Pubdate: Sat, 26 May 2001
Source: WorldNetDaily (US Web)
Copyright: 2001, Inc.
Author: Ralph Reiland
Note: Ralph Reiland is the B. Kenneth Simon Professor of Free Enterprise at 
Robert Morris College and the co-author of "Mom & Pop vs. the Dreambusters."
Bookmark: (Drug Testing)


The best feedback to a recent column I wrote on drugs came from a reader in 
the North Hills of Pittsburgh. Happy that I spotlighted some fatal missteps 
in the war on drugs, and surmising that I'm some pothead who can't keep his 
hands off hash, he e-mailed a few good shopping tips on the internet --, and

The big deal on is "The Urinator," "a fully self-contained" 
and "thermostatically-controlled state-of-the-art electronic device that 
uses two 9-volt batteries" to mix water "in the right temperature range" 
with a "laboratory clean concentrated urine to provide the test facility 
with a clean toxin-free sample." I think one of my former employees, eager 
to suggest urine testing, had one of these.

The directions? "Turn switch to ON position and conceal The Urinator. In 
testing facility, undo clasp, open top of dehydrated urine container. Allow 
fluid to pour into testing cup. Turn in sample and leave."

The Urinator, says the producer, "does what no other product can: protects 
its user, no matter what their intake." And it's cost effective: "This 
product can be used literally hundreds of times -- even shared with 
others." And little: "It's small, easy to conceal size will keep you 
prepared for the random or pre-employment urine tests that are becoming so 
common today."

For $149.95, here's what you get: "Toxin-free concentrated urine; 
electronically controlled heater; testing strips; calibrated bottle-filling 
device; soft, flexible folding pouch; a blanket guarantee on testing 
outcomes; discreet packaging and shipment." Who wants the mailman to see 
you're a big buyer of concentrated urine in plain brown wrappers?

And there's a refill deal: "Drug-Free Concentrated Urine, $34.95, 
guaranteed to beat any of the urine tests. Just add warm water!" Plus a 
test-beating system that's cheaper and less high-tech, without all the 
heaters and batteries: "Bake-N-Shake ... A revolutionary new product which 
removes toxins from a urine sample. The toxins remain in the bag and are 
discarded when the users throw the bag away. $32." Remember when it was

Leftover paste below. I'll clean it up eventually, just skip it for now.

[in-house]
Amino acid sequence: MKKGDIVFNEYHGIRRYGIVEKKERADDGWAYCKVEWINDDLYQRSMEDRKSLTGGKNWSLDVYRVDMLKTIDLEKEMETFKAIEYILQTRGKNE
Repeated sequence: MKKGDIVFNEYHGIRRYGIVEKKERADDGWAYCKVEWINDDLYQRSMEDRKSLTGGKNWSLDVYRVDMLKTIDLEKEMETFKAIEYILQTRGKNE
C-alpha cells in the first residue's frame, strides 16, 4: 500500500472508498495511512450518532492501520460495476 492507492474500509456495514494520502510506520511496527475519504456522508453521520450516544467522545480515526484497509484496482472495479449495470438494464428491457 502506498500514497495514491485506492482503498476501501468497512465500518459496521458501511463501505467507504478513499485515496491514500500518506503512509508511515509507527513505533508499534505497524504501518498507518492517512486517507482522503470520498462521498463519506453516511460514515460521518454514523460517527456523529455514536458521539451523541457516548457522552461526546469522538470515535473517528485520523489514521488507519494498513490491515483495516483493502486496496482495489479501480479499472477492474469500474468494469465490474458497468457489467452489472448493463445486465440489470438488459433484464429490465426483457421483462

just Iron City and the Bake-N-Shake was for the chicken?

And if the boss gets tricky and starts pulling out your hair instead of his 
own, there's a test-busting shampoo, better than Prell: "Clear Choice 
Shampoo ... Rid your Hair of Toxins with Clear Choice Shampoo. Removes all 
residues and toxins within 10 minutes. $35."

At, it's stuff for the home, like the Tanita 1479, the 
"all-time favorite" scale with "feather touch sensitivity and an accuracy 
of 0.1 grams," and a big selection of "Color-Changing Glass Pipes," all the 
way up to "8-inch tall multi-bubblers," each one "specially handcrafted and 
individually blown." The good part, for those bored with TV? "As the pipe 
is being used, the colors change." And for the kitchen wall, a nice "Hemp 
Leaf Clock," $16.95. And what to wear while all this is going on? A "Black 
Poncho with White Marijuana Leaf on back," $19.95.

Says Mother Earth Shop, Bongs and Waterpipes: "All our products are 
intended for tobacco use only." What, the Tanita scale with "feather touch 
sensitivity" is for all those folks who weigh their Marlboros?

And at, everything's made easy: Visa, MasterCard, American 
Express, Discover, two-day express delivery, and "Gift Certificates, Bridal 
Registry, and Gift Wrapping Too." For the happy bride who needs a happy 
pipe? The "Bad Mushroom Pipe," $150, and, higher up, a selection of "Signed 
Artist Pieces," like the "Wicked Sidecar," by Shana, $300.

Well, sorry to disappoint my e-mailer, but the straight dope is that I 
don't own a bong pipe and don't monkey around with anything more potent 
than a couple of chardonnays at lunch. That's it -- zero crack, no smack, 
no Grateful Dead bumper stickers, no snorting, toking, shooting, whippets 
or popping, no pipe dreams, and no getting fit-shaced from glue.

My argument isn't pro-drug, but a call for some common sense and fine 
tuning in the war on drugs. Jacob Sullum, senior editor at Reason magazine 
makes the point: "In the case of alcohol, people routinely make such 
distinctions. They see a difference between responsible and irresponsible 
use, between moderate drinkers and alcoholics. The same sorts of 
distinctions can and should be applied to other drugs, whatever their 
current legal status."

That distinction isn't being made with marijuana, says Sullum. First, some 
76 million Americans have tried marijuana, according to the National 
Household Survey on Drug Abuse -- more than one-third of the population 
over the age of 12. Second, the government's own data show that people who 
use marijuana typically do so in moderation and don't move on to harder 
drugs. Third, studies show that fewer than one-tenth of marijuana users 
have ever experienced "drug dependence." The comparable figure for alcohol 
is 15 percent. And, fourth, marijuana -- the main target of the war on 
drugs -- accounts for more than 500,000 arrests per year, nearly 90 percent 
for simple possession, not dealing.

The result? It took over 200 years for America to hold one million 
prisoners all at once. Now we've managed to incarcerate the second million 
in only the last 10 years, with at least 450,000 behind bars for 
non-violent drug offenses, all while the nation's treatment programs are 
being shortchanged in order to build more jails.
- ---
MAP posted-by: Terry Liittschwager